I think it’s fair to say that, as a series, the original run of INCREDIBLE HULK was troubled. It wrapped up after a mere six issues, and had Stan Lee and Jack Kirby not had a creator’s affection for the character and started using him in the pages of AVENGERS and other titles, it’s doubtful that much of anybody would remember it today. Moreso than most, INCREDIBLE HULK evidenced dramatic shifts in editorial viewpoint, as though, having launched the series, Lee and Kirby couldn’t go in the original direction with it and were frantically seeking out some further way of making the character popular with readers. By the third issue, the original set-up of the series–that, when night falls, scientist Bruce Banner transforms into a malevolent powerhouse called the Hulk–had been discarded for a new status quo. Because of an accident in the Van Allen radiation belt, the Hulk was now the Hulk all the time, day or night, and was also psychically bonded with Banner’s protege, teenager Rick Jones. Jones could control the Hulk through will along–but whenever he fell asleep or unconscious, the Hulk would run rampant. (Oh, and the Hulk could now fly–or jump, depending on who you asked–as we covered here previously:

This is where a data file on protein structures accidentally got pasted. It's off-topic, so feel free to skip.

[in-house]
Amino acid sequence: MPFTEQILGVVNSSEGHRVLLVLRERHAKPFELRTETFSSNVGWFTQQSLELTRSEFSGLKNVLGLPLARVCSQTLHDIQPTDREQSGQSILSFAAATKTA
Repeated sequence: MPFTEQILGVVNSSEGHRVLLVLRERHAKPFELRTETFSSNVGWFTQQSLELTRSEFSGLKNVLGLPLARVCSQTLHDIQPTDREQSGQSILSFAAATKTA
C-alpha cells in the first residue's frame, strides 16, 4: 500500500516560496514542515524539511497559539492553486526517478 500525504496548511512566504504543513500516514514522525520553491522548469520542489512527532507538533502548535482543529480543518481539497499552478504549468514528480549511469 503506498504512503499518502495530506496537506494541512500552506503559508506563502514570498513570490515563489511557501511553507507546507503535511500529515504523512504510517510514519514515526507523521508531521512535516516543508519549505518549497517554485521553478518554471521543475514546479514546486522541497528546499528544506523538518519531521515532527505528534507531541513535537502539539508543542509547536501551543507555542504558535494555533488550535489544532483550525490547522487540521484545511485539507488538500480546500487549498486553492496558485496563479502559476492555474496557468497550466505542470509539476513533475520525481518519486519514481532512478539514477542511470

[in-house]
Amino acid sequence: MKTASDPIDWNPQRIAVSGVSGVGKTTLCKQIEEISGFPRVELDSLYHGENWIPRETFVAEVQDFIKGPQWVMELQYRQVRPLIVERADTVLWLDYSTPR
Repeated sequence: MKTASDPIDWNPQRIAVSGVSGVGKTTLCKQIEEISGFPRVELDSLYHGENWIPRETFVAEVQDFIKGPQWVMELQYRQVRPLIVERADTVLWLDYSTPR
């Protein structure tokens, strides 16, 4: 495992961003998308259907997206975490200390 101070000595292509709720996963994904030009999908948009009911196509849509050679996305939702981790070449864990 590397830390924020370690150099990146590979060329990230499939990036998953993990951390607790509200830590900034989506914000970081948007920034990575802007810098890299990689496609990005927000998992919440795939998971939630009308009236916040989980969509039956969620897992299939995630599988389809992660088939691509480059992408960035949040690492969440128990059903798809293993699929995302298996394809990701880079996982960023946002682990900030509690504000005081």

That piece caused a little bit of a stir when I reproduced an unused Jack Kirby page intended for, I believe, INCREDIBLE HULK #4. And in fact, I have a number of such pages, which form the basis of this piece. So what’s the story here? A number of years ago, during the legal action in which the Jack Kirby Estate was attempting to recapture the copyrights to most of the key Marvel characters, testimony was heard from a variety of people. One of those people was Larry Lieber, and he brought with him this astonishing bit of history, According to Lieber, he had been in the office on the day that Jack Kirby brought these pages in for editor Stan Lee, and he was also there when an irate Kirby stormed out of Lee’s office, tore the pages in half, and chucked them in the trash. Being a huge aficionado of Kirby’s work, Lieber took the opportunity to rescue them so that he could study Kirby’s technique–and they had been in a closet in Lieber’s apartment ever since.